My name is Leno and I have a PhD. It stands for Public Highway Demonstrations and it comes from hard lessons through the University of Street Smarts.
When I was 11, I worked in the onion fields of southeast Colorado. As the son of immigrant parents with 12 children, I learned to give by watching my parents (who had no money) give generously to others who had less: rice and beans; a place to sleep; a smile. A few years later, my own giving highway began with the United Farmworker’s Union on a stipend of $5 a week and $10 for food. I joined the ranks of poor people that give on a regular basis but don’t call it philanthropy; they give to help others survive, all without ever getting a tax deduction!
Another defining moment in my life came when a social worker decided that my parents were “unfit” to care for my younger sister Rebecca, forcing them to turn her over to the state of Colorado or lose food stamps and other survival subsidies for the family. She was sent to a correctional institution run by nuns where she was abused by older girls. Spiraling out of control, she finally died of a drug overdose. I was unable to save her, but committed myself to saving other lives wherever and whenever I could, as a promise to my sister.
Over the years, I organized many a demonstration and my highway to philanthropy included several governmental and non-profit stops. My journey took a turn when I joined Sister Helen Prejean to organize against the death penalty and then came to a full stop on the gang-ridden streets of Los Angeles and El Salvador where God must’ve fallen asleep at the wheel. Growing up without the right “mojo” violence was part of my experience, but I had racked up enough mileage to begin paying it forward.
I started an organization called Homies Unidos and worked with the baddest gangs in town, reaching the human beings beneath the tough bravado. I tried getting support for this work, but funders wouldn’t touch it. So, I used my entire pension fund of $50,000 from my days at the federal government and then racked up another $40,000 on credit cards, all to support the work.
What do I have to show for it? I recently sat with a former Latin gang banger and, over Chinese food in San Salvador, he shared some good and bad news. Starting with the bad news, he told me that I had missed a good party. The good news? He graduated from law school. What price do you put on saving a life? And how do you calculate the multiplier effect? My PhD from Street Smarts tells me that it’s invaluable.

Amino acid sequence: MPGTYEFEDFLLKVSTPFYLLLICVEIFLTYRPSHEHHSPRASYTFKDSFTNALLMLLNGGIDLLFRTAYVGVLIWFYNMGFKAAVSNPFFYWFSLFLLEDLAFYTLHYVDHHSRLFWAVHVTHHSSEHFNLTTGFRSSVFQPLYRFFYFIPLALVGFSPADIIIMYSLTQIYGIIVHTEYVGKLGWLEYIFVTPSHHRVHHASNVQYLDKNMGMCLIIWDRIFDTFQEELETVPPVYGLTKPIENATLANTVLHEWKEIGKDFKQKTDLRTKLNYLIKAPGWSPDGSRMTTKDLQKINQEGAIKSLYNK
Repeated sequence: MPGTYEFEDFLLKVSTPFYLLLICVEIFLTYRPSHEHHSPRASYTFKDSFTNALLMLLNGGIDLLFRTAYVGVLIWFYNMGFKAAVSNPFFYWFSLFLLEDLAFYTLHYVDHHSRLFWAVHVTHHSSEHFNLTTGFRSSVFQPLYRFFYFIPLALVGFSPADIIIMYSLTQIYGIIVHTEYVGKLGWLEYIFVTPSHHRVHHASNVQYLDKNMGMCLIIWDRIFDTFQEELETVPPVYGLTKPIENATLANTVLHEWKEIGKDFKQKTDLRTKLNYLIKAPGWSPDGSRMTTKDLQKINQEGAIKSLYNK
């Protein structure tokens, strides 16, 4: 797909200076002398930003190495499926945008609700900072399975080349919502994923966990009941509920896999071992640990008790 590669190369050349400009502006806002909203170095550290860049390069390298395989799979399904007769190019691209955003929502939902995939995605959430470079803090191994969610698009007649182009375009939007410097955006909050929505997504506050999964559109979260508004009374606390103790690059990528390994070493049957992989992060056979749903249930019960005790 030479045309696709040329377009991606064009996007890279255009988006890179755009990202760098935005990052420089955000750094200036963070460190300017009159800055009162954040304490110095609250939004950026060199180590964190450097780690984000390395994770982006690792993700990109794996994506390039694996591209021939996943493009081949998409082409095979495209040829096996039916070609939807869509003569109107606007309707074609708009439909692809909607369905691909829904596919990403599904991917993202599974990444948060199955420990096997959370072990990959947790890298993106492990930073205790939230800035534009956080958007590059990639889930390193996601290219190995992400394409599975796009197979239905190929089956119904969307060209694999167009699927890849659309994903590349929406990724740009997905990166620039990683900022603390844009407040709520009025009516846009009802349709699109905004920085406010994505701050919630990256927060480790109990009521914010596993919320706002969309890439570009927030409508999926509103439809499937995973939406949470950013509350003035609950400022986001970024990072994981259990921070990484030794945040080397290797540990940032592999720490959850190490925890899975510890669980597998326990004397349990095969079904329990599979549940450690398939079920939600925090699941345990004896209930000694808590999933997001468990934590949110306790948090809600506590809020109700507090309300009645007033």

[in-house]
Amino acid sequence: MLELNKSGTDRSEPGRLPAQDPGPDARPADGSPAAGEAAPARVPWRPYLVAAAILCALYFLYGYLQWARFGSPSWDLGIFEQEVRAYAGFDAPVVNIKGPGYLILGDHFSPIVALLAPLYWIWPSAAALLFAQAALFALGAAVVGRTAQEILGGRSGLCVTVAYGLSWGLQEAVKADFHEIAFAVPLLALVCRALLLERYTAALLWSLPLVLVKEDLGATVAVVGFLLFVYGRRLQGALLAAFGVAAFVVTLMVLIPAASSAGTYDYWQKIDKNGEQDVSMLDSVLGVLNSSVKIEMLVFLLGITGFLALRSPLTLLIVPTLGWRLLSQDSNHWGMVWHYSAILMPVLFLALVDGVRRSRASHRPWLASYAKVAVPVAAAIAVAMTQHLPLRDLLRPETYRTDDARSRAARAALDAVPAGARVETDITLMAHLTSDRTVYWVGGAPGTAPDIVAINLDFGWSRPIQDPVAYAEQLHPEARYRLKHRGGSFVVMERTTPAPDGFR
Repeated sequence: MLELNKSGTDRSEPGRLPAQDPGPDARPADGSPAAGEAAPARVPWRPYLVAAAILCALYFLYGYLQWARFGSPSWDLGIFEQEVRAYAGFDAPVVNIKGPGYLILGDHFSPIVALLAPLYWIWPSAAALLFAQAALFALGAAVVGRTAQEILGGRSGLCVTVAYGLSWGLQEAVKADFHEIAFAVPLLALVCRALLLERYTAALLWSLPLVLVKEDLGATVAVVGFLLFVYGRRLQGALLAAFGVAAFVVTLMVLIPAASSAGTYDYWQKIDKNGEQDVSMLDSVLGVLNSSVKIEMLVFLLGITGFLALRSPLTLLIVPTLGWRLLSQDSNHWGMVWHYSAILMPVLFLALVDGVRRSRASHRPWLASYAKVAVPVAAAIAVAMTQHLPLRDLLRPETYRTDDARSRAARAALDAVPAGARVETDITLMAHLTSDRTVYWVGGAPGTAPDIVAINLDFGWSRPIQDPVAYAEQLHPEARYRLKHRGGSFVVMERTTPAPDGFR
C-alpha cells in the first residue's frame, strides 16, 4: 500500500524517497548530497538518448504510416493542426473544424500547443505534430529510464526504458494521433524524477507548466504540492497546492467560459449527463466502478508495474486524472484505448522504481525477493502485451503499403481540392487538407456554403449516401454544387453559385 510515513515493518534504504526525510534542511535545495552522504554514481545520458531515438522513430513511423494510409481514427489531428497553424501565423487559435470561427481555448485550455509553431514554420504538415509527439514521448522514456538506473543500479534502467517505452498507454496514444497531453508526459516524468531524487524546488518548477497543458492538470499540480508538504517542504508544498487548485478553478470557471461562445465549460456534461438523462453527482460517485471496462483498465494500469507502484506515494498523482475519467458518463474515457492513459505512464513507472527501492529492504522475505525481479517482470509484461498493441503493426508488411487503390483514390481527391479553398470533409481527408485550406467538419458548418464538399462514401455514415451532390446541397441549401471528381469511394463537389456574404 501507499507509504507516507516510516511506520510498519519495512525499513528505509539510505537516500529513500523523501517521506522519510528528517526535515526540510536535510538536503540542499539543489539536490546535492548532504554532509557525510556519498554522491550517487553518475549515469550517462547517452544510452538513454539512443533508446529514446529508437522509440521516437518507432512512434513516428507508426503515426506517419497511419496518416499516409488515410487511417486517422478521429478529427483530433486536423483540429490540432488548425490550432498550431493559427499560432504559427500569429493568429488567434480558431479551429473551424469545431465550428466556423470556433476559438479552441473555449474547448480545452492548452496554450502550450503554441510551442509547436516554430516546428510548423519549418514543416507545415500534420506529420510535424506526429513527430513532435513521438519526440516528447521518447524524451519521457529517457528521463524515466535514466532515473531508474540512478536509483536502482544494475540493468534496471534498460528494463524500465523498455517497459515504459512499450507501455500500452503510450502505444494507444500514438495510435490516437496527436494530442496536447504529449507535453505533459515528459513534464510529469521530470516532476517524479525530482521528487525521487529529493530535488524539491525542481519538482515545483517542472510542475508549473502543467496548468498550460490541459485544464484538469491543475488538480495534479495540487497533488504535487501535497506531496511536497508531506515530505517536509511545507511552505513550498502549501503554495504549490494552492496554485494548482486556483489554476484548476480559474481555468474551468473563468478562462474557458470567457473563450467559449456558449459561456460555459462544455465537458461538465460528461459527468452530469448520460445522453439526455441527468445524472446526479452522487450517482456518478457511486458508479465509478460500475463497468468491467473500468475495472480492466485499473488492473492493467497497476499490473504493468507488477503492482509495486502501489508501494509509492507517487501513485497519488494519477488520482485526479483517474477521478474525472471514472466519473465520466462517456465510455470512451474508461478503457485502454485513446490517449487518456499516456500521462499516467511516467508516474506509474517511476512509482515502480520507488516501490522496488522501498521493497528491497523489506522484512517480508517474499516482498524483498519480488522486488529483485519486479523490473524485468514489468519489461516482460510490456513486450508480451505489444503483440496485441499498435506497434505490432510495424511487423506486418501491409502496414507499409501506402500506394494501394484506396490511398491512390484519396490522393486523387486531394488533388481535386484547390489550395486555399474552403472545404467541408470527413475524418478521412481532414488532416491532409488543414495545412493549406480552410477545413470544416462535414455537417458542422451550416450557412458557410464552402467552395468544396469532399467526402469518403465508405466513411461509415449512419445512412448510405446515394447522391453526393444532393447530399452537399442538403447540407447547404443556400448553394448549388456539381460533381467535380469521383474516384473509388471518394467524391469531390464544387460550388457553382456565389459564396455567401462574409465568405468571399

What did I learn? Life tells me that you have to get up on the edge of the ledge and occasionally jump off. I lived large when I was young because I never thought I’d make it to 25, and when I hit 25, I never thought I’d make it to 50. I invested my time and used up all my money trying to change and save lives. And now I am starting over, but I would do it all again in a heartbeat – for a heartbeat. Truth be told, my bold giving upset my family since we were not at all wealthy. At the same time, they were also proud of my work.
Continuing on my philanthropic highway, now a little older and with better lenses, I want to create an “on” ramp for people of color to give generously, following in the rich traditions we’ve inherited along the way. God doesn’t always get to the people who need the most, and I want more people to support organizations that take great risks, create new visions of hope, and help those who live on the edge rather than always playing it safe. There are many of us (99%) who don’t have a lot of money to give, but if we each start with a dollar (and however much more we can), we can really make a difference.
A minister once told me that come judgment day, we must have done enough good so that when they come to arrest you, there will be enough evidence to convict. While I don’t want to die early, I do want to create a trail through the onion fields and the streets of LA and El Salvador to proudly convict me alongside all those accomplices who made my work possible!
Since I reached 50, I might even get to 75, and who knows what life will bring next? Hey, you never know. Let’s all DREAM THE IMPOSSIBLE and work hard to make it a reality.